Why Rowing?

Rowing is a physically, mentally, and socially transformative sport that plays a unique role in the water-rich Downriver region.  Grosse Ile Township is fortunately situated on an island, surrounded by recreational waterways. These waterways are a valuable community resource for health, community engagement, and appreciation of the environment.

The GIRC’s programs, including its planned youth initiative Row to the Future, are intended to bring the following benefits of rowing to as many individuals in Grosse Ile Township as possible.

Health and Wellness

The “obesity epidemic” that is affecting the US and much of the rest of the world has been widely reported. The rate of obesity in the US population is now 25%, and nearly one in five youth (ages 2-18) are obese. Childhood obesity is linked to adult obesity as well as other chronic diseases. While causes of this epidemic are complex, physical inactivity plays a significant role in the current crisis. Evidence shows that only 35% of American youth get the recommended levels of daily physical activity. The Center for Disease Control and Prevention (CDC) recommends moderate to vigorous daily physical activity for all ages to maintain a healthy weight, blood pressure, and bone strength throughout life. Rowing is an ideal way to meet these recommendations and support lifelong wellness for many reasons:

• Rowing satisfies goals of both aerobic activity and muscle strengthening as defined by the CDC – participants must maintain an elevated heart rate (aerobic) while also applying force against a heavy resistance (muscular strength).

• Participants consistently use 70% of their muscle mass when rowing.

• The physiological adaptations the body experiences when training for rowing consistently surpass nearly all other sports in health and fitness benefits.

• Rowing is a lifetime sport that is appropriate and challenging for people of all ages, body types, and athletic abilities.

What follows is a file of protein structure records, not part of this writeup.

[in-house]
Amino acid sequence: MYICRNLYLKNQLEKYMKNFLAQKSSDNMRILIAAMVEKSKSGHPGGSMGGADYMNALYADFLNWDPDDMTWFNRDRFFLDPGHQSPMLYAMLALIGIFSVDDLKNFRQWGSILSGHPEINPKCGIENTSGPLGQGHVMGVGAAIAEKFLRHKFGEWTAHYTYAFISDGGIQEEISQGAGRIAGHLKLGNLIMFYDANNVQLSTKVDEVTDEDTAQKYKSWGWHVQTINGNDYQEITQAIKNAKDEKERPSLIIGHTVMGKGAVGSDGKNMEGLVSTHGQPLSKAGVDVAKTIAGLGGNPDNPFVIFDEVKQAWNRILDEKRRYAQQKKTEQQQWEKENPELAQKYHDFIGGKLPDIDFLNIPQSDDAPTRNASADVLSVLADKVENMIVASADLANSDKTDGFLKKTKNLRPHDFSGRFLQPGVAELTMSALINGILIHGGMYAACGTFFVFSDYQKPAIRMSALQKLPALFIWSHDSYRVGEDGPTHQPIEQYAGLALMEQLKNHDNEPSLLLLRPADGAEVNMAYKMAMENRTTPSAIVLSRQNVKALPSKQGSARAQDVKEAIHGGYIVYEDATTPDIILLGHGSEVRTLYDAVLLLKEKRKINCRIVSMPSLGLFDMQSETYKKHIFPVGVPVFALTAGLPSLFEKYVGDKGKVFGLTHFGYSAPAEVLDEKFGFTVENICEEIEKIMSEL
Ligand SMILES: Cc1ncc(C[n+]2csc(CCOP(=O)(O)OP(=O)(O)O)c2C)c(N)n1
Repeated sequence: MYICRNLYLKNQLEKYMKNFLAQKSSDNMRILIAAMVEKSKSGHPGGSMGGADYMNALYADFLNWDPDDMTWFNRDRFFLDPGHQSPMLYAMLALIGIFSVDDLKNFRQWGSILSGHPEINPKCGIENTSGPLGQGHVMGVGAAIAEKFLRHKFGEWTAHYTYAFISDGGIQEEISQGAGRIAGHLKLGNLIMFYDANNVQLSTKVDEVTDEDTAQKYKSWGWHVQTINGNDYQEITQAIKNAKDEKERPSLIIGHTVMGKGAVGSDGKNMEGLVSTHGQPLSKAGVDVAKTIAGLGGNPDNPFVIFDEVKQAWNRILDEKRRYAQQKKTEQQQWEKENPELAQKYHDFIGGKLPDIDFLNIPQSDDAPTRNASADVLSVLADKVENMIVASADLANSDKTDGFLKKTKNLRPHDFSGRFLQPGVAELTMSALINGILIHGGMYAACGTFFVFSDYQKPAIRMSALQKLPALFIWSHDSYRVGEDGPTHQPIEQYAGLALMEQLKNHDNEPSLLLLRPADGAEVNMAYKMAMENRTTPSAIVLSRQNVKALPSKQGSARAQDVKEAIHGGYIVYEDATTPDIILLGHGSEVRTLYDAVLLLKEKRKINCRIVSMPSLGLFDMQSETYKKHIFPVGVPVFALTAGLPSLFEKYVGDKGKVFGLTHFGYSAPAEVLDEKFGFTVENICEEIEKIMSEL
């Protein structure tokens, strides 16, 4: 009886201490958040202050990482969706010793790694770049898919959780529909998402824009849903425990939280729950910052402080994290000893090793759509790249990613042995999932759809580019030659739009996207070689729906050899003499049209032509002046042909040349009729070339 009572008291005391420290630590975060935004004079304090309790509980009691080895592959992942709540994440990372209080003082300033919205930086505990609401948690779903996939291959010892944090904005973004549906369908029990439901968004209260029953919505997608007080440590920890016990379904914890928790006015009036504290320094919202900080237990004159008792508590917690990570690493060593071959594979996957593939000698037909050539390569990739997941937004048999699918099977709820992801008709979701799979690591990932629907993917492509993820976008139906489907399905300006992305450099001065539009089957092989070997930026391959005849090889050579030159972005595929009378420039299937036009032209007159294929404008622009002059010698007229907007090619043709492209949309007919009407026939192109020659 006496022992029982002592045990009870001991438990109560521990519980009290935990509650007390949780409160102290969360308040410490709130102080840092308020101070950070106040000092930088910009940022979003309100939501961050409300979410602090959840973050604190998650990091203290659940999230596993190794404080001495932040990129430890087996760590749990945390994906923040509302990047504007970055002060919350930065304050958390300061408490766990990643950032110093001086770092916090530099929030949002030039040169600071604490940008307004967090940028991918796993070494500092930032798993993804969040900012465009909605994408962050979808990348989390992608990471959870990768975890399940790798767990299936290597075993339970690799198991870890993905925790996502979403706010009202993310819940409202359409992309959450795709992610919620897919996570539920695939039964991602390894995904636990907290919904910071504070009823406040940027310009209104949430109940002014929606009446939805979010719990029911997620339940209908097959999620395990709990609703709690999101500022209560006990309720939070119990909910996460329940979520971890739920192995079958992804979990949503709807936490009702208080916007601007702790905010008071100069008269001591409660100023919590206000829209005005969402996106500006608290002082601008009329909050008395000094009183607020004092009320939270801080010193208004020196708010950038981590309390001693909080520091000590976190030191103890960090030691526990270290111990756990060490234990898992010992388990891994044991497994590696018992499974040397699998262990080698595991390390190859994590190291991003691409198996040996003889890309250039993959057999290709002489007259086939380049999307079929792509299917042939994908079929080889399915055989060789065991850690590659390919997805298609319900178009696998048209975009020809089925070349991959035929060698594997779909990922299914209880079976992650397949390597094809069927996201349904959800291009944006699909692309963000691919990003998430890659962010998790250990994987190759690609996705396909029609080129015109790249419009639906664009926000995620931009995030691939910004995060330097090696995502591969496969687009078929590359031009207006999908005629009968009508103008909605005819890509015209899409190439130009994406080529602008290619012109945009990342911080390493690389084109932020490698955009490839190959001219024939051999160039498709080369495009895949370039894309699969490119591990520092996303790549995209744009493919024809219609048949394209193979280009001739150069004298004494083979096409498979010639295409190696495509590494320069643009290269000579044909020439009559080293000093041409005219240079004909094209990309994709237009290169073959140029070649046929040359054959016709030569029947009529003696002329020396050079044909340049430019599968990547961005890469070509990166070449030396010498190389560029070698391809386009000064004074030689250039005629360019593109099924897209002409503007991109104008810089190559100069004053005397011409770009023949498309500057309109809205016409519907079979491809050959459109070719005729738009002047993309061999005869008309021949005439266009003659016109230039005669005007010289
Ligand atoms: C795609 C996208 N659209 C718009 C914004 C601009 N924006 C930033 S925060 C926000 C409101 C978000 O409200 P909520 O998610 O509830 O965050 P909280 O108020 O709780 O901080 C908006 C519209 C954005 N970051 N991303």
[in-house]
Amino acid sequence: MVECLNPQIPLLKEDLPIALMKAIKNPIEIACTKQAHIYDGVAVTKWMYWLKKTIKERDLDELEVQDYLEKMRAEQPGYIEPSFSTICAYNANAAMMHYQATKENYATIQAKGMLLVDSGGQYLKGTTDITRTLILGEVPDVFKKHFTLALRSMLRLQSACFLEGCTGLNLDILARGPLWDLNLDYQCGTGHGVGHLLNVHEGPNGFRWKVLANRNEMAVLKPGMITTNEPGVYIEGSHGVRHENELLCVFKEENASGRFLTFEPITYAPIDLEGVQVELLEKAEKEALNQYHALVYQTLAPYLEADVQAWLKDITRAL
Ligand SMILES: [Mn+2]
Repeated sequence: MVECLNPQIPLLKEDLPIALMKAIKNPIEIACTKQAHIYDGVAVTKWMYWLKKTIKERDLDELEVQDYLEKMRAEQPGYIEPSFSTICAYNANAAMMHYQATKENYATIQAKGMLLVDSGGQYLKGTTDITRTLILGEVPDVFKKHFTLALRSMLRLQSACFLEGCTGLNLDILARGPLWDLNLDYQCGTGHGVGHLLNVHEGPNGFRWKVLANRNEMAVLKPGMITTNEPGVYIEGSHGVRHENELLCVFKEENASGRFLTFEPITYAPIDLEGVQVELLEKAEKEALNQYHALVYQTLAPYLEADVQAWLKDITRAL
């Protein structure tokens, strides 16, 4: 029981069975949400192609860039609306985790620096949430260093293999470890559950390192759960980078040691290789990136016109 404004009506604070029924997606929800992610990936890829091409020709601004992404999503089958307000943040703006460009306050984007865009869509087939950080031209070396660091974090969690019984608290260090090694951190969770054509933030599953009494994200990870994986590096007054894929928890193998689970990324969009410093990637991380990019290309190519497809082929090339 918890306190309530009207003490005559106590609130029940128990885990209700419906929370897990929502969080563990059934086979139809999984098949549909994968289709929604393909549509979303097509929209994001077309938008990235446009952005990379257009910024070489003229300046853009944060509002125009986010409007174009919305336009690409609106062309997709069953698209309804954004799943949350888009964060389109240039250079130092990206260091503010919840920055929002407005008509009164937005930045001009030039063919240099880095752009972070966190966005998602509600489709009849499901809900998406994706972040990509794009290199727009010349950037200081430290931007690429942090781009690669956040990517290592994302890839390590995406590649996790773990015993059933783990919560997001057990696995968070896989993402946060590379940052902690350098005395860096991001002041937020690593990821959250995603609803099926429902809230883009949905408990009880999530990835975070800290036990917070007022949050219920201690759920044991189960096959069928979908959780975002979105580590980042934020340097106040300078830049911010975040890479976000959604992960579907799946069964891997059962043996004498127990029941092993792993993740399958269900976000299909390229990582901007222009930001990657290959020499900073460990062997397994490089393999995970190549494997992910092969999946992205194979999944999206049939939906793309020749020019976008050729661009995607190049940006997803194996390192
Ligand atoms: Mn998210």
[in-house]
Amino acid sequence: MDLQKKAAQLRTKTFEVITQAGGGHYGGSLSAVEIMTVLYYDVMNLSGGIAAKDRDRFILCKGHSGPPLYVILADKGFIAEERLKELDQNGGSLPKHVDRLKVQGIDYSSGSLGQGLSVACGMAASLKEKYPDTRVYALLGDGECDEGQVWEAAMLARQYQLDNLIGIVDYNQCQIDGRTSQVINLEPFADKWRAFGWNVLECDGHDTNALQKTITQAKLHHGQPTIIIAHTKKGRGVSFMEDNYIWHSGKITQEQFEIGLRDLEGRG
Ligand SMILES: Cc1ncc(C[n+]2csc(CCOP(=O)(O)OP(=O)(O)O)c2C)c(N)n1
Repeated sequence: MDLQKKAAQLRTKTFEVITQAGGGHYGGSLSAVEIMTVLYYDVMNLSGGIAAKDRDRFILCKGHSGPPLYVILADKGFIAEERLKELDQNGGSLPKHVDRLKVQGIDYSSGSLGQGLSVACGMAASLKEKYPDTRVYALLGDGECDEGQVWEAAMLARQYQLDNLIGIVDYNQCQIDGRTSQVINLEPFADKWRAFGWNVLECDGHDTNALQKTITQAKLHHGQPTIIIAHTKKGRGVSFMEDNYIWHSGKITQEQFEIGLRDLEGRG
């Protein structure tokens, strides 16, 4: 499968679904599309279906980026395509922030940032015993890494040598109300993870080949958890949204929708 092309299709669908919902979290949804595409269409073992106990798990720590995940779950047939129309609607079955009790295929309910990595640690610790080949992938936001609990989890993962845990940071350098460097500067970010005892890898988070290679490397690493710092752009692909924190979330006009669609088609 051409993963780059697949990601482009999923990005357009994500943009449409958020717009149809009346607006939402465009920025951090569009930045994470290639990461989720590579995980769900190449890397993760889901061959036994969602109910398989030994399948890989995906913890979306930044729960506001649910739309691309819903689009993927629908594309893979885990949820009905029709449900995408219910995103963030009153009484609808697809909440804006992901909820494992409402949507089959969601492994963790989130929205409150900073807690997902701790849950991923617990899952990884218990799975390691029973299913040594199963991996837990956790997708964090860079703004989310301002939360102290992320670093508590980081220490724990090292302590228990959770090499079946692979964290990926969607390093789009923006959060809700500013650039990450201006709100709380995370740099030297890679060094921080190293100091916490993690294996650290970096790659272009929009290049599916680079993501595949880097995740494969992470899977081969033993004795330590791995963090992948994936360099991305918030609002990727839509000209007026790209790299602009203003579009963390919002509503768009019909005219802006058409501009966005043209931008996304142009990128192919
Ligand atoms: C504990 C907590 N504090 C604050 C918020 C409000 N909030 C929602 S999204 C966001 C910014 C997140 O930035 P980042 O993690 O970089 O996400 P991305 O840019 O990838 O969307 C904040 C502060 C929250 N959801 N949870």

• A low-impact sport, rates of traumatic injury are relatively low and participation can be sustained for a long period of time.


The sport of rowing immerses its athletes in a college-going culture, opens the door to an array of educational opportunities and fosters an academically-oriented community across all ages.

At the college level, women’s rowing in particular has grown rapidly since the NCAA first hosted a championship in 1997. There were just over 4,400 student-athletes competing that year and over 7200 by 2006-07 – an increase of more than 60% in a decade. In the six years since that time the number has continued to increase rapidly.

Scholarships are also available in rowing at a rapidly increasing rate. The NCAA allows each women’s rowing team to sponsor up to 20 scholarships – more than the maximum number allowed in any other sport. This supply means there is a good chance a successful high school rower, particularly a female, will earn a scholarship to attend a top university.

Once enrolled, college rowers continue to excel – data from the NCAA show a 91% graduation rate for rowers, as compared to 79% for all student-athletes and 63% for the general population.

Social and Personal

Often called the “ultimate team sport”, rowing demands cooperation, precision and cultivates an appreciation of teamwork. Rowers work together to do everything from moving equipment to completing a race at top speed while working in unison towards a common goal.

Rowing allows participants to experience their environment in a new and different way, fostering an appreciation of natural resources when on the water.

Rowing is an incredibly challenging sport, ideal for instilling notions of persistence and self-efficacy in youth and adult participants.